04 December 2017, Sweetcrude, Lagos – The most awkward part of ongoing oil cut deal by the Organisation of the Petroleum Exporting Countries, OPEC, and non-OPEC producers is shale, Nigeria’s Petroleum Minister, Dr. Ibe Kachikwu, has said.
The minister disclosed this during a live interview with Bloomberg TV after OPEC/non-OPEC meeting in Vienna, Austria last week.
According to the minister, uncertainty about shale drillers’ next move had given OPEC and its non-OPEC partners a tough time.
Although there had been over 104 percent compliance by OPEC and non-OPEC members, there are still a bit of slag by some countries in terms of reaching 100 percent compliance.
“But this time around, you are going to see a lot of enforcement to make sure everybody is on board and no cutting corners”.
Speaking on an exit strategy from the deal to be employed by OPEC and non-OPEC, Kachikwu said the group’s focus is still on working down inventories.
Inventories are stockpiles of unrefined petroleum, measured in numbers of barrels. Oil producers use crude stockpiles to smoothen out the impact of changes in supply and demand. Inventory levels are affected by OPEC’s production decisions, political events, tax policy changes and other factors.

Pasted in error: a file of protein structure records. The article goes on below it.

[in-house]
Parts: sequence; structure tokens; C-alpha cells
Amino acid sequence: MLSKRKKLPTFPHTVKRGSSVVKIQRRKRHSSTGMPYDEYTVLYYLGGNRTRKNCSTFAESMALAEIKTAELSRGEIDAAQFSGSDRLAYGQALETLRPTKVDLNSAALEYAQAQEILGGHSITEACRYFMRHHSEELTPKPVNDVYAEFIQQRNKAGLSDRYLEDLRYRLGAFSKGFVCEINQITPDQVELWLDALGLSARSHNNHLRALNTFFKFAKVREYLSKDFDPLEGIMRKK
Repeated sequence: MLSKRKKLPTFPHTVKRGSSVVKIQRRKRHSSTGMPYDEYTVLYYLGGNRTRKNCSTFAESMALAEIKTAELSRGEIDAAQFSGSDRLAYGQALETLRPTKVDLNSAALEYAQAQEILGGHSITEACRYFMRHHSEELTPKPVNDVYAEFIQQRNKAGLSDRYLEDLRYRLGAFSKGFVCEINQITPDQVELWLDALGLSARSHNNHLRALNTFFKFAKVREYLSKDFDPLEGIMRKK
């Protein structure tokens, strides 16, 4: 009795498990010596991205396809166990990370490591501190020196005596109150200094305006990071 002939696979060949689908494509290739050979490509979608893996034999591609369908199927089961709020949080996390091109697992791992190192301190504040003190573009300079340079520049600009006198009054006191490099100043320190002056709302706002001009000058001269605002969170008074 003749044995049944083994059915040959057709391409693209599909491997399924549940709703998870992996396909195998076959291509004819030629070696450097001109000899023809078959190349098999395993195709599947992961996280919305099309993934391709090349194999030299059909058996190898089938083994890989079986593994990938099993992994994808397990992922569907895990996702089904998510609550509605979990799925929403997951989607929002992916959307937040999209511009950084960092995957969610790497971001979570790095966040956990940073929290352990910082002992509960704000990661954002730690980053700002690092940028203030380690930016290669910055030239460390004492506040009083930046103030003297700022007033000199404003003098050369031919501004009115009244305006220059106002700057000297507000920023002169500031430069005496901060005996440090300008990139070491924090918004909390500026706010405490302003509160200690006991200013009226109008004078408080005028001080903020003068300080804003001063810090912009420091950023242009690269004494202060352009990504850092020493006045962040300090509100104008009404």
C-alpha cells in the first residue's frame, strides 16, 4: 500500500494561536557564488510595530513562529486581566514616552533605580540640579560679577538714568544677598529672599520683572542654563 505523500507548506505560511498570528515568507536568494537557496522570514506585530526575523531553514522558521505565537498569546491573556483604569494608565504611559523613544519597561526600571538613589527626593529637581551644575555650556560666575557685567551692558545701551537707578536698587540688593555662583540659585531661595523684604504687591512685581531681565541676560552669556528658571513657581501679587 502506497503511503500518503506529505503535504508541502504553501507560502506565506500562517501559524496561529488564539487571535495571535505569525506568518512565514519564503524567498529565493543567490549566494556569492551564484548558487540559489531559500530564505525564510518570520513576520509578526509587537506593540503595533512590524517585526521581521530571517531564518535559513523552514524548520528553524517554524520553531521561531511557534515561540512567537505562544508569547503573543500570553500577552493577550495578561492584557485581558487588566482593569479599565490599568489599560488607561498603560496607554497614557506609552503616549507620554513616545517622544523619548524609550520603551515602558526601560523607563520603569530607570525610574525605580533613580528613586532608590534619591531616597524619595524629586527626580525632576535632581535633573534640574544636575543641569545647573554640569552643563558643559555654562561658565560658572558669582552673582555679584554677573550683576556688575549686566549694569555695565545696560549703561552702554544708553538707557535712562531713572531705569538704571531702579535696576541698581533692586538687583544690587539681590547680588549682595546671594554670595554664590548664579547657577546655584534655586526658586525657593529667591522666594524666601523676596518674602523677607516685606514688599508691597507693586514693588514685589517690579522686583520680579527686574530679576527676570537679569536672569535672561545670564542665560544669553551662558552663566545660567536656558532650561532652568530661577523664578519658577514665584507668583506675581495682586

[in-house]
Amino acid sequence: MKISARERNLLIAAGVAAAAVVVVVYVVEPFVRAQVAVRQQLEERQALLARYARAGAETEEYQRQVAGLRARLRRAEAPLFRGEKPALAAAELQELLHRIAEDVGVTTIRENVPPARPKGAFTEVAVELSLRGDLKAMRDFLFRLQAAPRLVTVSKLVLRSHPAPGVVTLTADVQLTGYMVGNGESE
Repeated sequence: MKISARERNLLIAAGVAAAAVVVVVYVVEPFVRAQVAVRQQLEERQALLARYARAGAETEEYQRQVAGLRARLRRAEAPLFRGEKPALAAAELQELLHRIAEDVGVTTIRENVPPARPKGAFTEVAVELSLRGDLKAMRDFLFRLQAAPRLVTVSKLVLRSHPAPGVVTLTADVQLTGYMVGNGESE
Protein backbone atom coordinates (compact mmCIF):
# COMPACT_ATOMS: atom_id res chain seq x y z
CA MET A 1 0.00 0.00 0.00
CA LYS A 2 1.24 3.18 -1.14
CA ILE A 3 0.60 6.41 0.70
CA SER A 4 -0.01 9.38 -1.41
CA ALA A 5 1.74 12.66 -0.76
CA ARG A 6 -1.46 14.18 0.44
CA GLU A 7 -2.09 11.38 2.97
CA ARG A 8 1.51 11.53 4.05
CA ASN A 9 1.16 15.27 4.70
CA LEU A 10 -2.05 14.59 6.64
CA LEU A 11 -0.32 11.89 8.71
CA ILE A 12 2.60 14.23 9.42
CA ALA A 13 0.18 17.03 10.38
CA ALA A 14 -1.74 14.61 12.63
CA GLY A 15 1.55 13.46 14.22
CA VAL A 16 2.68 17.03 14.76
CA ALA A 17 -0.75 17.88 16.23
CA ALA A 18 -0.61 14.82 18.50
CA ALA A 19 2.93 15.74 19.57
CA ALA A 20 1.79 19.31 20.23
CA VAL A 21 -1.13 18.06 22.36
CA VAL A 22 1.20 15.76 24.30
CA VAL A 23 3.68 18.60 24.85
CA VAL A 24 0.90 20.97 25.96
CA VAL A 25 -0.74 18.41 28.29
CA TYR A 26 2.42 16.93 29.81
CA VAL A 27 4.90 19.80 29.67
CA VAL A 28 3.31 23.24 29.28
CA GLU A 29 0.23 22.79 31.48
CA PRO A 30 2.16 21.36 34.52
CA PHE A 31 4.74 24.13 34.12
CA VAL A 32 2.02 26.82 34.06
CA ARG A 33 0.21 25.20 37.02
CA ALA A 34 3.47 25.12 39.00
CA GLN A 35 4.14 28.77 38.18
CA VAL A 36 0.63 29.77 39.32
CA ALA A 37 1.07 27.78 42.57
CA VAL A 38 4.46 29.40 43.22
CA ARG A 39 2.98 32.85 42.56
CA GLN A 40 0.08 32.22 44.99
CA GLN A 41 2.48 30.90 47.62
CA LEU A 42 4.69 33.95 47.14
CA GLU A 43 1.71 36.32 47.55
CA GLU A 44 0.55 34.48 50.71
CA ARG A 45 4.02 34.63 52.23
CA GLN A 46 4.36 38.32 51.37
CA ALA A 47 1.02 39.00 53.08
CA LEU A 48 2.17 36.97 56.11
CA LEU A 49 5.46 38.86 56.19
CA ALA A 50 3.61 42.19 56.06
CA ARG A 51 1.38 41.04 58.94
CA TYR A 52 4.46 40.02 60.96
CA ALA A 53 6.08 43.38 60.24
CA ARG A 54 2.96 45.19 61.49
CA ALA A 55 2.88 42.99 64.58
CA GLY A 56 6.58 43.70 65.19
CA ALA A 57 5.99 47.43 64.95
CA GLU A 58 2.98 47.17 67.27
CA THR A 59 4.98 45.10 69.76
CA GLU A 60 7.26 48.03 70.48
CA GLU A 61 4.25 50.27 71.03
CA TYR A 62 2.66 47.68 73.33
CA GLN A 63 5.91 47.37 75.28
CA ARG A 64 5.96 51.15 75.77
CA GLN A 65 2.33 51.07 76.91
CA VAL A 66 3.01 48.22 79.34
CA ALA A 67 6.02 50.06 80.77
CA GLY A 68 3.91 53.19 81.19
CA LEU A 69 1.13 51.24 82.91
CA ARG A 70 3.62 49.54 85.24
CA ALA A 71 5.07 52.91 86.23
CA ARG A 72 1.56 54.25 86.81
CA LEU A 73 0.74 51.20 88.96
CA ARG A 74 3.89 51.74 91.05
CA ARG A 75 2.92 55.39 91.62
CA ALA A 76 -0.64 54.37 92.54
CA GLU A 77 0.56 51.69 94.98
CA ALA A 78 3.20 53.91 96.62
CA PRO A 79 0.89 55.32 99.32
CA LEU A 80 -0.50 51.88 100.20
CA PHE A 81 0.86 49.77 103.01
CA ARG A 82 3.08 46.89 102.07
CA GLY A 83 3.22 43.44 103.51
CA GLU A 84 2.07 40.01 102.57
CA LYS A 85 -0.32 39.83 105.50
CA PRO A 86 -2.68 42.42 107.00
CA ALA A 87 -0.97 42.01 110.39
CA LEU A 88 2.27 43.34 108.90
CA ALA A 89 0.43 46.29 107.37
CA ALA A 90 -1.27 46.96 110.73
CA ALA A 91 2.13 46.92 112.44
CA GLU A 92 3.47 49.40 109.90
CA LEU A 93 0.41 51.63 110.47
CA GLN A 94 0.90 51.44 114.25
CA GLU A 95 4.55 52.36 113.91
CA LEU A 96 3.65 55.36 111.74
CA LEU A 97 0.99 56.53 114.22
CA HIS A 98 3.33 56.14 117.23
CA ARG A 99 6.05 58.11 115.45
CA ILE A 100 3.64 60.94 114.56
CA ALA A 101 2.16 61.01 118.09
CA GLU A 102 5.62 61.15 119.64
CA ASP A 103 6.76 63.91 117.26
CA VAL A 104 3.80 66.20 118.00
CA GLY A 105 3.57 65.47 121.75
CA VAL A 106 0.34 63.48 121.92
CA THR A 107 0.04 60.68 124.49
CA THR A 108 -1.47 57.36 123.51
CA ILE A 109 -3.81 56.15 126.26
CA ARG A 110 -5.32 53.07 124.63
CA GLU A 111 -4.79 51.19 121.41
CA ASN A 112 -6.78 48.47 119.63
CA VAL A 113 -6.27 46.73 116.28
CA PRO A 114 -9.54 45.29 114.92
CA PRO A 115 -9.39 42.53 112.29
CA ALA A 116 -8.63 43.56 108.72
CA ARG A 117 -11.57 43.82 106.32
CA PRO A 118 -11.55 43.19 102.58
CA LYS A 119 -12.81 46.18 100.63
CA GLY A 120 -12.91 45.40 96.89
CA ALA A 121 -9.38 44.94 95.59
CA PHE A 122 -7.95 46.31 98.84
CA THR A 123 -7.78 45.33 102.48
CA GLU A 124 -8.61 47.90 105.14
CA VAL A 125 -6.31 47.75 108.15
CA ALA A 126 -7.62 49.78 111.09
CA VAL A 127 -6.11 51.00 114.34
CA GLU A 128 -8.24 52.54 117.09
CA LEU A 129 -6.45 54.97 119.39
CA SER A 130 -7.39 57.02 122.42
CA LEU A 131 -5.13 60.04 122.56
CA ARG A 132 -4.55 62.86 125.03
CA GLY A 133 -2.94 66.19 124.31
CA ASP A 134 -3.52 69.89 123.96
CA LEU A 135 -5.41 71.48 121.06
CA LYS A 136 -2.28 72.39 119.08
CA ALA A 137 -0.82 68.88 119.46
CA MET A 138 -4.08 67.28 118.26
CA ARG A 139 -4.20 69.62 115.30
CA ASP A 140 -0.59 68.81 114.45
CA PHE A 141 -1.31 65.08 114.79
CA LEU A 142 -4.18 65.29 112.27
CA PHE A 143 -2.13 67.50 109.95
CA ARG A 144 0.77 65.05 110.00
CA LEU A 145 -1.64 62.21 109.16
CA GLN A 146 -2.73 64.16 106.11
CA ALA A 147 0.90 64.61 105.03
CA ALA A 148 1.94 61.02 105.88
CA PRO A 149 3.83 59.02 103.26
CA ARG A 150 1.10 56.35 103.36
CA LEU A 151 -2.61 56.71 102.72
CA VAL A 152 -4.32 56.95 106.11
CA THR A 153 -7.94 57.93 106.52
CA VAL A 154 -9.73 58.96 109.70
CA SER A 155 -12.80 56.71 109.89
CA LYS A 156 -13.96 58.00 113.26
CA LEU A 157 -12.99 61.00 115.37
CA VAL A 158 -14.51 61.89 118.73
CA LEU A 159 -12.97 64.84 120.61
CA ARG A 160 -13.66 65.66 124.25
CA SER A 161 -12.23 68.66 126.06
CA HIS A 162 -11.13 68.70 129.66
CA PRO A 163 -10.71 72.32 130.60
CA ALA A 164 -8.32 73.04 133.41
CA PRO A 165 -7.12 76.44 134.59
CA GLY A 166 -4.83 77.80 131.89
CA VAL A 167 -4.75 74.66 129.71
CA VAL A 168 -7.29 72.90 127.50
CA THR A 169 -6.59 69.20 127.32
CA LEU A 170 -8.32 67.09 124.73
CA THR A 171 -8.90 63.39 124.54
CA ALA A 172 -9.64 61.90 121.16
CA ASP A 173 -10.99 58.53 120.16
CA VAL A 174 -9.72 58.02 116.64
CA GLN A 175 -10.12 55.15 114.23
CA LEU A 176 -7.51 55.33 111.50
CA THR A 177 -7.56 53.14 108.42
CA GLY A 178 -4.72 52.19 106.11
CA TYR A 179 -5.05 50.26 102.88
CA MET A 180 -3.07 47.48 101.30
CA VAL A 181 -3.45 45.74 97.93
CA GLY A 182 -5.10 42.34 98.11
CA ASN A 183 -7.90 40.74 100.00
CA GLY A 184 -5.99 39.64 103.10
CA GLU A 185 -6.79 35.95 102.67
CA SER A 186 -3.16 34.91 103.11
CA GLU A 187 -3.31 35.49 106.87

“The reality is that while we are cutting down inventories, shale keeps disrupting with higher outputs”.
However, he advised OPEC to keep cutting down excesses in the market, be disciplined with agreed quotas and cut production costs.
“Whether we agree or not, what is making shale boom is because its production cost is low.”
“But once OPEC is able to cut down its costs then, the impact of shale will be reduced”, he added.
The minister said there was little the group could do about shale, saying OPEC’s responsibility is to keep “watching our barrels and forget the old market share tale.”
“We should focus on cutting our costs of production”.
Asked how much Brent benchmark could increase to as a result of the cut, Kachikwu said “around $62 by next year ending”.
“But I’m not keen on predicting prices”, he added.
Oil price dropped below $58 per barrel after investors weighed increases in U.S drilling rigs against OPEC’s promises to extend output cuts till end of next year.
Futures fell by 1,3 percent in New York after adding 1.7 percent on Friday.